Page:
Il Granaio Bakery with exceptions including rotisserie food, cooked takeout dishes and pastries, bread not to be missed.

I Antignano Market - via Marcello Casale de Bustis, 13-17





ens. A very personal, hydrated, lively dough is at the base of a light, digestible pizza, with a crisp and friable mouthful, with a large diameter and an average thick rim. The wine cellar is equally tantalizing.

16 Acunzo via D. Cimarosa, 60 081 5785362 closed Sunday Historic pizzeria (54 years of activity) today in the hands of the new generation of the family. The young Gabriele has carefully studied flours, leavening processes and ingredients and, apart from the classic pies (Pulcinella, Fusilli, the "qui rido io", for example), he offers creations such as the "SVB", with peasant sausage, seasonal vegetables and burrata; or the Cinque Cereali with buffalo added raw at the end, prosciutto, basil pesto, mesculun salad and pinenutflavoured olive oil.

17 Da Attilio alla Pignasecca via Pignasecca, 17 0815520479 pizzeriadaattilio. com closed Sunday If this city had a heart it would be beating right here, in the Pignasecca––the street of the tripe sellers, the Spanish Quarter and the market, which is among the most beautiful in town. The pizzeria boasts 80 years of honourable service, with Attilio presiding over the oven and his sister Angela at the reception.

The pizza is light, fluffy, well cooked and topped to perfection.

closed Sunday; open for dinner only This is the first real branch of the Enzo Coccia franchise, nearing its tenth anniversary, dedicated to gourmets, with even a leavening room in plain sight. The ingredients used for toppings, such as the selection of beers and wines, are of high standard. Reservations are accepted only from Tuesday to Thursday. At 'O Sfizio d' 'a Notizia (located on Via M. da Caravaggio 49), one of the three company locations, is the stage for the fried pizza and bubbles pairings.

18 Ciro a Santa Brigida via Santa Brigida, 71 0815524072 ciroasantabrigida. it closed Sunday; open daily in December A pioneer of the "Ciro" restaurateur franchise in Naples, the Santa Brigida branch is the initiator of a tradition deeply linked to the city's food scene. The pizza here is thin in the center with a soft and thick rim, toppings and filling are well-dosed and distributed. The dough is digestible, the ingredients are all of good quality.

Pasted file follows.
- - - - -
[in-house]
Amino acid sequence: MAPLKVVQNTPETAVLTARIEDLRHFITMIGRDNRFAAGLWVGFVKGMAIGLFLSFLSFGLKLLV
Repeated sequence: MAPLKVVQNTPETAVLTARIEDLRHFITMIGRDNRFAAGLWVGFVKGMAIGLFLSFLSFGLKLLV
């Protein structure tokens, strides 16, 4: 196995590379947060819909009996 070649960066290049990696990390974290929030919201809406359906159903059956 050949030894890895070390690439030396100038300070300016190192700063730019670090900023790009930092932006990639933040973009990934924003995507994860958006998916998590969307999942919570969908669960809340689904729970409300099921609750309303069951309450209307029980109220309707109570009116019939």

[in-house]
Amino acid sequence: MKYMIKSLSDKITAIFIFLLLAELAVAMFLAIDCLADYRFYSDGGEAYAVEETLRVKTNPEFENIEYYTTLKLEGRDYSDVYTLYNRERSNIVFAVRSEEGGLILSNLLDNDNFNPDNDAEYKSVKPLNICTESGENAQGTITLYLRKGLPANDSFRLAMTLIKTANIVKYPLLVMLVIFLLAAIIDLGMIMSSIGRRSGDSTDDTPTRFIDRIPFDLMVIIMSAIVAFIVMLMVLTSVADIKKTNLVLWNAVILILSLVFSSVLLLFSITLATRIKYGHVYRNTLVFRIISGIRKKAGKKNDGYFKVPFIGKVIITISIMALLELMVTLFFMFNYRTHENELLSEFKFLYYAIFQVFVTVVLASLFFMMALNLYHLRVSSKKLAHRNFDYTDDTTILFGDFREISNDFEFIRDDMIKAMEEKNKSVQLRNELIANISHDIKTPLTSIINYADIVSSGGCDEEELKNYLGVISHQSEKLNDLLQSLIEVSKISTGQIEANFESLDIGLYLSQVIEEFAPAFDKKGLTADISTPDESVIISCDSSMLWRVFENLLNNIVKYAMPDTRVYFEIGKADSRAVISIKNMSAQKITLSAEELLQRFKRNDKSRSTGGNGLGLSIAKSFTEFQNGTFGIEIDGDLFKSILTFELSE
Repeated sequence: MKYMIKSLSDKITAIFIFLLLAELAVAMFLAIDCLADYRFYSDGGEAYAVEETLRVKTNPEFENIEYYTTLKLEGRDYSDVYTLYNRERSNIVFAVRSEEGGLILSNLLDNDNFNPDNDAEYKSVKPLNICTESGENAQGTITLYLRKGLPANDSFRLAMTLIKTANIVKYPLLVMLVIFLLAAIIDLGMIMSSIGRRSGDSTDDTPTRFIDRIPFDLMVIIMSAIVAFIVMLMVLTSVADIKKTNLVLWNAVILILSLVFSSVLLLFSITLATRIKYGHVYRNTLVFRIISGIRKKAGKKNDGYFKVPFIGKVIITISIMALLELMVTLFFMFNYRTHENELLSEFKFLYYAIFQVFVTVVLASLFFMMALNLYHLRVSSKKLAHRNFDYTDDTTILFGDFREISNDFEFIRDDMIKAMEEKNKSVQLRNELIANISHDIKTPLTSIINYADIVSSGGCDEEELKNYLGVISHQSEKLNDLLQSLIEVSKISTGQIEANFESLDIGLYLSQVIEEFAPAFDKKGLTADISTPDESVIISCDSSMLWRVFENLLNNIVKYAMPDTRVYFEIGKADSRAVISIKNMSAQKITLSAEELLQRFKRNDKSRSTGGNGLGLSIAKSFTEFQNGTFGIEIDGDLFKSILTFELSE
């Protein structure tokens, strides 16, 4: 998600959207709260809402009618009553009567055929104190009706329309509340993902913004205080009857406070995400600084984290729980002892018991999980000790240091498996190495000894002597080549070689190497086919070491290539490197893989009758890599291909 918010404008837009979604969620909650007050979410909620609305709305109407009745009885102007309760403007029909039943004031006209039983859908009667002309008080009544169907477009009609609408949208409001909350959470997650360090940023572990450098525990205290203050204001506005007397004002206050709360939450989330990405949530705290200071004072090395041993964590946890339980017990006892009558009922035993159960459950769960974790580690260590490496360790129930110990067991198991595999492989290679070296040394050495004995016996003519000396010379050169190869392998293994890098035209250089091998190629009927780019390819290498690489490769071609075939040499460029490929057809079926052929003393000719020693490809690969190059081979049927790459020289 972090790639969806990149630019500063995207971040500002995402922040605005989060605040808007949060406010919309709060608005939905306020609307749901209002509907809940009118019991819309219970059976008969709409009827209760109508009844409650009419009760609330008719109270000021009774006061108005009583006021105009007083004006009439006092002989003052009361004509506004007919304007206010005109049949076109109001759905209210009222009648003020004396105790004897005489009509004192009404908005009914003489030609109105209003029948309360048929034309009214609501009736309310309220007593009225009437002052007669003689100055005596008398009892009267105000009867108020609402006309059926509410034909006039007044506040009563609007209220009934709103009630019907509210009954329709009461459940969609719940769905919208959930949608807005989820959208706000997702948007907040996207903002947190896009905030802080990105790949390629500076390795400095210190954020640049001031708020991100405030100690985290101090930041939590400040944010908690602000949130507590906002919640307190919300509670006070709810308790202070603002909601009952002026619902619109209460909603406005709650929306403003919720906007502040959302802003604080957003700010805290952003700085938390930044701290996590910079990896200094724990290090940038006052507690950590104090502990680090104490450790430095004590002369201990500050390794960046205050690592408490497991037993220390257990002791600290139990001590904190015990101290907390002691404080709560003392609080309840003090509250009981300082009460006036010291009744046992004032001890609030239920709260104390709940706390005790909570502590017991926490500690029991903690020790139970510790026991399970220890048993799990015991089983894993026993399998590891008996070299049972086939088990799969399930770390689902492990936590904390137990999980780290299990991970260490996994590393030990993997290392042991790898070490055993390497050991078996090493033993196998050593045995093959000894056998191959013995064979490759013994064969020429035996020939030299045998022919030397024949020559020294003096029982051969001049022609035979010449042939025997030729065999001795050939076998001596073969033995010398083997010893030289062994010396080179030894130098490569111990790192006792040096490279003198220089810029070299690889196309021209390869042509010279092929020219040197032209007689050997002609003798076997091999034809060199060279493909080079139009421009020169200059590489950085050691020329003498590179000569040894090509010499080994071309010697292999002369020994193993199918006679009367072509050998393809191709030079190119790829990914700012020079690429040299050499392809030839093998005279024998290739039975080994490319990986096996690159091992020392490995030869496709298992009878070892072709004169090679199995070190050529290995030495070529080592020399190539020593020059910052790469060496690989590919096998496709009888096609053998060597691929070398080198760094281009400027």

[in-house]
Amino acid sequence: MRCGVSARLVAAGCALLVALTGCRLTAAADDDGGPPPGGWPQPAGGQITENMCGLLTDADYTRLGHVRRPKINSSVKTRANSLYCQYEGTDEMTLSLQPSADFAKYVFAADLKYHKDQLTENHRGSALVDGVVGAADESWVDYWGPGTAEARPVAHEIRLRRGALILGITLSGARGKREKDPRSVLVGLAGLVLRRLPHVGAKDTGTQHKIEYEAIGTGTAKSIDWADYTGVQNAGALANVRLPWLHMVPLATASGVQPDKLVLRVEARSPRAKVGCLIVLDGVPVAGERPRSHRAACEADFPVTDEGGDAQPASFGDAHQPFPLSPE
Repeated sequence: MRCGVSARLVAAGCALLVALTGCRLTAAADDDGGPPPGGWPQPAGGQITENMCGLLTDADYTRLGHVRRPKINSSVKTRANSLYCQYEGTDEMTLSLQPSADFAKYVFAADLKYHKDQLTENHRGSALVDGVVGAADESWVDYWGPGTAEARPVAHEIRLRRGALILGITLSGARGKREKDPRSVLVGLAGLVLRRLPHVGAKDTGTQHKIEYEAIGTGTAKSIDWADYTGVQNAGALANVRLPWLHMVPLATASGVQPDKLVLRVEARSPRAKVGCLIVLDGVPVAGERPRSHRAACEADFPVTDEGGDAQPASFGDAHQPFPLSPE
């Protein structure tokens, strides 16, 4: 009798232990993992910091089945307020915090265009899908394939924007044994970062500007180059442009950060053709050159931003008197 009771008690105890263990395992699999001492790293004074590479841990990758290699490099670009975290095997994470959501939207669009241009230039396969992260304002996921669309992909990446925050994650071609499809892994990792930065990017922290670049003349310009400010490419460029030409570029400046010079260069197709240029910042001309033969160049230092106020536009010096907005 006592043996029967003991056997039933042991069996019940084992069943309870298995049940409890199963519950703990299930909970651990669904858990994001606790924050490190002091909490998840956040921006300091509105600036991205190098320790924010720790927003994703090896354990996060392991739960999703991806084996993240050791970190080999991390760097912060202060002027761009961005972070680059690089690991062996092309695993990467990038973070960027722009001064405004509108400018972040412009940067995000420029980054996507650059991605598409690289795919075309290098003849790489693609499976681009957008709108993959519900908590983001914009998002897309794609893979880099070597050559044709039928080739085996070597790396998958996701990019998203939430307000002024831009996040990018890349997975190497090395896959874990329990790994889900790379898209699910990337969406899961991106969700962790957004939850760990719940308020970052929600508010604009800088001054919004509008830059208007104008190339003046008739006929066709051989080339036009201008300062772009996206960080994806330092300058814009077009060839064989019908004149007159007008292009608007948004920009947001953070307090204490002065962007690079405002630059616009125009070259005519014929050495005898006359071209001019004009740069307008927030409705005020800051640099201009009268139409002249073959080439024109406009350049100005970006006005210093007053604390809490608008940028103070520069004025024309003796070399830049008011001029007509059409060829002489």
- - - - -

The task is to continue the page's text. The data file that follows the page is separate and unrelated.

21 Oliva da Concettina ai Tre Santi via Arena alla Sanità, 7bis 081 290037 closed Sunday evening Another champion of the fierce team of "leaveners" from Campania, Ciro Oliva proposes an offer studied in every detail, including drinks (craft beers, plus more than 100 labels of regional, national and Champagne wines). Meals start with potato croquettes, frittatine made with pasta (classic, Genovese, or pasta and beans), "montanarine" fried pizza nites. The menu continues with pizzas that are the result of continuous research, a mix of tradition and reinterpretations: La Terra Mia is with broccoli, potatoes, red wine reduction, lardo and rosemary; The Sole della Sanità is topped with yellow cherry tomatoes, mozzarella and oregano, without

19 Masardona p.zza Vittoria, 5 0812452243 @lamasardona closed Sunday Two completely different addresses for the Piccirillo family (the other, the parent company, is in Via Capaccio). Fried pizza or "battilocchio" (from the smallest size) in fifteen variations, as well as salads, croquettes and arancini. Meals end with the sweet "battilocchio", and for the accompaniment a small but dense wine and beer list.

20 La Notizia via M. da Caravaggio, 94a 08119531937




forgetting the Margherita or the Marinara. The "Annarelle", on the other hand, are a kind of delicious sandwich.

22 Sorbillo via dei Tribunali, 32 081 446643 closed Sunday The unstoppable Gino Sorbillo in his official "homebase" (with branches, in addition to New York and Milan, also in Rome, while the others in the city are Lievito Madre al Mare, on via Partenope 1, and Antica Pizza Fritta Da Zia Esterina, see below). The par excellence representative of Neapolitan pizza does not reserve less attention to the original site, that's always very popular, for lunch and dinner, in a street that offers a glimpse of the most genuine Naples. The pies show the craft learned from the family, used in a personal key, as well as the meticulous selection of ingredients (mostly organic). Examples above of all, are the Margheritta or the unmissable tarallo version.

23 Starita via Materdei, 27 0815441485 closed Monday The brand is now in many other locations in Italy and abroad, but the Materdei branch, started more than a century ago as a winery, and over time becoming a place for tastings of typical dishes,


fried foods and pizzeria, is not easily forgettable. From generation to generation–– currently at the fourth–– here the authentic "pizzaiuolo" style continues. And so patrons can appreciate a well-leavened dough, that's digestible and enriched with refined ingredients, thanks to tradition and a creative drive. Please start your dining experience here with fried pizza, and then continue with Margherita, Marinara, sausage and broccoli pies. To drink, wine and beer.